by Julie Murphy
Overall: 5 out of 5 stars
Ramona lives in a small vacation town in Mississippi, not far from New Orleans. When she was little, Hurricane Katrina ripped through and destroyed their already-precarious lives, splitting up her parents and sending her, her sister Hattie, and their father into a FEMA trailer. Her mother, who had gotten pregnant with Hattie at 15, gradually dropped out of the picture. When Ramona’s childhood friend Freddie moves back to town, her attraction to him makes her question whether she’s really gay or not. I was sold this one on the issue of bisexual erasure, which is a thing. Curiously, much more is made of Ramona’s questioning her sexuality than her relationship with Freddie, who is black. Although in one particular scene, Ramona and her friends trespass into someone’s backyard to use their pool and Freddie has to spell it out to her that while it seemed like a foolish prank to them, it could have been life and death for him.
Meanwhile, Hattie, who is maybe 20, gets pregnant and Ramona is very torn between needing to help her sister raise the baby and believing she can pursue a future of her own that includes community college on a swimming scholarship. The baby’s father, Tyler, moves into their trailer for a bit before insulting Ramona and getting tossed out by Hattie, but they later make amends. One of the things I really found interesting to ponder was the fact that their family, though barely making ends meet with three working (semi-)adults, had not always been that way, and had once been used to a slightly more comfortable lifestyle before the hurricane took that away, and how hard that must have been. This is not your typical poor girl story.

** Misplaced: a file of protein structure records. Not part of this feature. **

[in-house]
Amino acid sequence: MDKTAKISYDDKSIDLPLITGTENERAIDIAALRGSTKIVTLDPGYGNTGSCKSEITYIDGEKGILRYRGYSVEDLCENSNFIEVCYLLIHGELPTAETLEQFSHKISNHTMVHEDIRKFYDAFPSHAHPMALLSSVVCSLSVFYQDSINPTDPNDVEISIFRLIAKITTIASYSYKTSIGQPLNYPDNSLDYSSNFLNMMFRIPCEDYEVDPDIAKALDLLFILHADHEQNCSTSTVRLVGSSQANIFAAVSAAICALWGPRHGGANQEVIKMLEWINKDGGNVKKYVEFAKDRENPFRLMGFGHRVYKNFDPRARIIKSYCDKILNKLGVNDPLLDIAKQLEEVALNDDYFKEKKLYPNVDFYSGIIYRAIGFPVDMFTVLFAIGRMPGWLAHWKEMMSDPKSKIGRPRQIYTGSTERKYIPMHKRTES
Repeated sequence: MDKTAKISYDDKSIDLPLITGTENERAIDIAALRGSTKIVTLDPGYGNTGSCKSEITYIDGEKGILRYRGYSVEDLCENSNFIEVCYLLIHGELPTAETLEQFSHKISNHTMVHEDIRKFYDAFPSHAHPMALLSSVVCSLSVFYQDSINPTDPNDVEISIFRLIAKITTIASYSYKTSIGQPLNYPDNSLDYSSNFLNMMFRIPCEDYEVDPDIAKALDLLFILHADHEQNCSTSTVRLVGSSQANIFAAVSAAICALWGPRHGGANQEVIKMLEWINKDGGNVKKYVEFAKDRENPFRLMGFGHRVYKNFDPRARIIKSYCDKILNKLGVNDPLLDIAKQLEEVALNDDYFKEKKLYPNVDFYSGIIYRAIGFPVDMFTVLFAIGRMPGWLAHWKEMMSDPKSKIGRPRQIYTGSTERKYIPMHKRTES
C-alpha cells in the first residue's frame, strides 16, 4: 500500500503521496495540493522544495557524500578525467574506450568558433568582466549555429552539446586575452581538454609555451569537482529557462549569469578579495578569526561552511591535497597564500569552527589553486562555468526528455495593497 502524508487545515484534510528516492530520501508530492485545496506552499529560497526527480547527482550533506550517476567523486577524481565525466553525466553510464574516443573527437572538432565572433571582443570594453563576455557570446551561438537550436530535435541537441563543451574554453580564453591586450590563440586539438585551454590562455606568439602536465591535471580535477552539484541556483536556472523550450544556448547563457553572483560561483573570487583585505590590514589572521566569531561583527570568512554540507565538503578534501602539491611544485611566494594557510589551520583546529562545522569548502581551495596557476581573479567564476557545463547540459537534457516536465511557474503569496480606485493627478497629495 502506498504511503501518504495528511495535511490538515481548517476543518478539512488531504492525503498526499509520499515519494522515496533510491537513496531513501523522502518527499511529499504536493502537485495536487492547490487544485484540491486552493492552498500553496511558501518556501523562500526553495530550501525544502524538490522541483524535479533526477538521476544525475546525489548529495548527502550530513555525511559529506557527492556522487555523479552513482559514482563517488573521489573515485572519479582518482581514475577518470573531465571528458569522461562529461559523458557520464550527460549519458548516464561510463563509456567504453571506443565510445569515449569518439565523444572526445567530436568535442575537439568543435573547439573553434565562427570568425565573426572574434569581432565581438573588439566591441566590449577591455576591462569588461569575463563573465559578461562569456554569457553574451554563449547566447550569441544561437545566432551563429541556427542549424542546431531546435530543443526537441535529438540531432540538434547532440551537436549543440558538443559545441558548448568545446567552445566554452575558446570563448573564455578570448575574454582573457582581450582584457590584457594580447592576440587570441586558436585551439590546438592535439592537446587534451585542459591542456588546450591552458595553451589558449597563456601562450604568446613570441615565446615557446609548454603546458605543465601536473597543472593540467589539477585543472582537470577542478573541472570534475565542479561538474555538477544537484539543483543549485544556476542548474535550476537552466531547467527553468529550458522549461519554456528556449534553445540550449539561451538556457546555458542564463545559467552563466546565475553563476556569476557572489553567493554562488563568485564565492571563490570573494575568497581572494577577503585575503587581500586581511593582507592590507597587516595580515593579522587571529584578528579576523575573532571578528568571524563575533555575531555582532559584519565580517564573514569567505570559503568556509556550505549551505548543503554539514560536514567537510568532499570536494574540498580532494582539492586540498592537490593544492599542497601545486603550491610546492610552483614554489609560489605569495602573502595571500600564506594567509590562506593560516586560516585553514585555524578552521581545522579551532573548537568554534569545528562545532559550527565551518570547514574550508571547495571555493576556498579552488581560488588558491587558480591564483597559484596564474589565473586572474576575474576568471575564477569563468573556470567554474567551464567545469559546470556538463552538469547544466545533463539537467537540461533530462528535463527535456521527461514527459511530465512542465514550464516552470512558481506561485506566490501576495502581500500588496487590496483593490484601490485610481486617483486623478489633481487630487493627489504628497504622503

I found the dynamics of their small southern town interesting. Maybe it’s my Yankee background, but I had a hard time believing that Ramona showing up to prom with a girl, even another (the other) known lesbian in town, went largely ignored. (The school librarian was the hero in that scenario, which I love.) Ramona and Hattie both work at a local restaurant with Ruth (the other lesbian – she and Ramona are not dating) and Ruth’s brother Saul (also gay). I also had a hard time believing that her dating a black guy went even more largely ignored. If my perception of small southern towns is wrong, then great! But things wrapped up pretty neatly in that arena and others in a way that made me a bit suspicious.
There were many subtle themes that I enjoyed, like that Ramona is very tall – too tall for their trailer – and feeling physically and emotionally like she doesn’t fit. Murphy has a knack for not hitting you over the head with her insights, but letting them trickle down gently and be moving when you’re least expecting them.
Reminds me of the movie Kissing Jessica Stein, a bit (mostly in the bisexuality question part).